How bureaucratic dark matter is swallowing our wealth, by Kurt Wallace.
At every turn businesses are weighed down by red tape that prevents growth, discourages job creation, and sucks resources away from productive activity. Adding to the burden is the unknown nature of regulation that requires businesses to constantly be involved in researching regulation and the intentions of multiple regulators. …
Parliament delegates the power to create regulation, allowing regulators to expand the red tape burden without the restriction of having to pass legislation through parliament. …
Looking at just five regulators in the banking and finance sectors the report finds 75,976 pages of regulatory dark matter … eight times larger than the legislation passed by parliament that grants powers to these agencies. This means, that for every page of legislation we can expect eight more pages to be added by the regulators.
A large amount of regulatory dark matter is made up of quasi-regulatory documents including regulatory guides, bulletins, and information sheets that clarify and interpret official regulations.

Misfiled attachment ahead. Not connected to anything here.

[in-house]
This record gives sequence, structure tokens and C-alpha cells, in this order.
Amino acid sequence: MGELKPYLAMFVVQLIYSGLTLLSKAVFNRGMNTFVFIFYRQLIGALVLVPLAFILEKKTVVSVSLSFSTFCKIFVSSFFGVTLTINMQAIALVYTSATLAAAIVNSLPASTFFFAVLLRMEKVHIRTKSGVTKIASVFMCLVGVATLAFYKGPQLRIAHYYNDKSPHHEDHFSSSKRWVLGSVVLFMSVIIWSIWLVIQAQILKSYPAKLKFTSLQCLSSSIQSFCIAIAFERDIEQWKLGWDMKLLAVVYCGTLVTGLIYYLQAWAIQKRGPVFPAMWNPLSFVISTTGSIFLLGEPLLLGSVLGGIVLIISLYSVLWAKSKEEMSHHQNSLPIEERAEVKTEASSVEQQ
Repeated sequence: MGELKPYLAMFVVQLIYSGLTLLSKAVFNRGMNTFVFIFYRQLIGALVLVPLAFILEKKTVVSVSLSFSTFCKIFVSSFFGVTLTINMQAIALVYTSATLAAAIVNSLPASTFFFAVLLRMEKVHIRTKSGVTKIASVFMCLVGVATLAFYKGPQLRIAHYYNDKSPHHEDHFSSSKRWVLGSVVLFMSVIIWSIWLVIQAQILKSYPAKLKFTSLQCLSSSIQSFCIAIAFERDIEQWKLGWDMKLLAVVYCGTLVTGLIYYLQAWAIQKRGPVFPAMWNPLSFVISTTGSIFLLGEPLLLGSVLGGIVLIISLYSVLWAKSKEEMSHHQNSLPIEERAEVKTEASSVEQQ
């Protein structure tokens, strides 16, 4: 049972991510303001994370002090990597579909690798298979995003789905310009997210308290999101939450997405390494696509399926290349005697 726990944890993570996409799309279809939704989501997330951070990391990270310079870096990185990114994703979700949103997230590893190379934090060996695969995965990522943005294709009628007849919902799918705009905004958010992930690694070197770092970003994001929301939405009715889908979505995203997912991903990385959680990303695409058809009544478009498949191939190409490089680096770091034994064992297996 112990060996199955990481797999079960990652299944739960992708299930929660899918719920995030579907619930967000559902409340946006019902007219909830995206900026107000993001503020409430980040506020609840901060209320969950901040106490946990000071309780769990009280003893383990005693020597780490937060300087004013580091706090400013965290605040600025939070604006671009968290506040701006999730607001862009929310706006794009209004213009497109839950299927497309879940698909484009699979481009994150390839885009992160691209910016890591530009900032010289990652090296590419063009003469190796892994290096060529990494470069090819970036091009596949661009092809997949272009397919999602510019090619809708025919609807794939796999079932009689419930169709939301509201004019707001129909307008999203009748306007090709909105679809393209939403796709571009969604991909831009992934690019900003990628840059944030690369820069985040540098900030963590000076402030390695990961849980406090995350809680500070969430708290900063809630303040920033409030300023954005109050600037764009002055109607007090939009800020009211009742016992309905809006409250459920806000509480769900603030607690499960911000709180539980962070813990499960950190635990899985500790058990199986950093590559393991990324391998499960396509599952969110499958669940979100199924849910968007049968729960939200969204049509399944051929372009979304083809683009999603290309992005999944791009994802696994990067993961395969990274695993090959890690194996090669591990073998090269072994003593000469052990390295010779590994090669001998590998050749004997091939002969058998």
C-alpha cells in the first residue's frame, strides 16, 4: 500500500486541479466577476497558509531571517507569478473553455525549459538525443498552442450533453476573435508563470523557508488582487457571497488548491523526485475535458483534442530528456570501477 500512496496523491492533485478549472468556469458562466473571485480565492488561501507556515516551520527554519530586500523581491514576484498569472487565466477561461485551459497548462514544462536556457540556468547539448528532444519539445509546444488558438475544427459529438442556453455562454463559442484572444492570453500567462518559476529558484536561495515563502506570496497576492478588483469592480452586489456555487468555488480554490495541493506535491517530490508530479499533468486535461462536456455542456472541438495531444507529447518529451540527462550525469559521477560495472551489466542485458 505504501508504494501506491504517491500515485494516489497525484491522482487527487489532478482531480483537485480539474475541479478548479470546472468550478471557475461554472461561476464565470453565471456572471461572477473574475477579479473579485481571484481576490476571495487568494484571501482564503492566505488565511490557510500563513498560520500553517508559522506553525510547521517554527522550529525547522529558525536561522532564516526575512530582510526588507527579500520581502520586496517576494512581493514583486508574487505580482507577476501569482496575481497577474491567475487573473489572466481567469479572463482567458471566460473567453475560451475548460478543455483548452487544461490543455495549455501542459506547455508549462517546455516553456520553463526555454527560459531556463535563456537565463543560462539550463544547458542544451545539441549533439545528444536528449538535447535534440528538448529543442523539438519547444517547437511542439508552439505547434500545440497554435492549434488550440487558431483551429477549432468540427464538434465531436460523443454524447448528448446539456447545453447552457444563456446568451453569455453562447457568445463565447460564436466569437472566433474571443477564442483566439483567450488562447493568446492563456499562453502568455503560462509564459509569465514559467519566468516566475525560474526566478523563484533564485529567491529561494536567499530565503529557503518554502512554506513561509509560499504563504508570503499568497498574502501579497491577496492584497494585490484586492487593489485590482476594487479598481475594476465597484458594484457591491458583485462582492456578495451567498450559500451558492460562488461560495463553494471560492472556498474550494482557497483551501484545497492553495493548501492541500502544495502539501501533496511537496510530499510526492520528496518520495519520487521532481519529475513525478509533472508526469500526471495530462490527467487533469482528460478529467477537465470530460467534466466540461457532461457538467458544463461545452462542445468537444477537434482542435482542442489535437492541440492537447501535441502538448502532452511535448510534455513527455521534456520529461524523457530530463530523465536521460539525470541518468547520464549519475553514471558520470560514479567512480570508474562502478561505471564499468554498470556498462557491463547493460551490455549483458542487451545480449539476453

These documents combine to create a mountain of material weighing down on businesses. While they may lack official legal status, these documents cannot be safely ignored as they provide insight into how the regulator intends to enforce regulations. Guidance material may assist businesses with understanding existing regulation, but they also contain an additional level of interpretation.
The power granted to unelected bureaucrats has contributed to Australia being ranked 77th out of 140 countries for the burden of government regulation by the World Economic Forum. Agencies are faced with the incentive to expand their power and size through rulemaking that is unchecked by direct democratic accountability.
This has seen public sector employment increase from 12 to 15 per cent of the workforce over the last five years.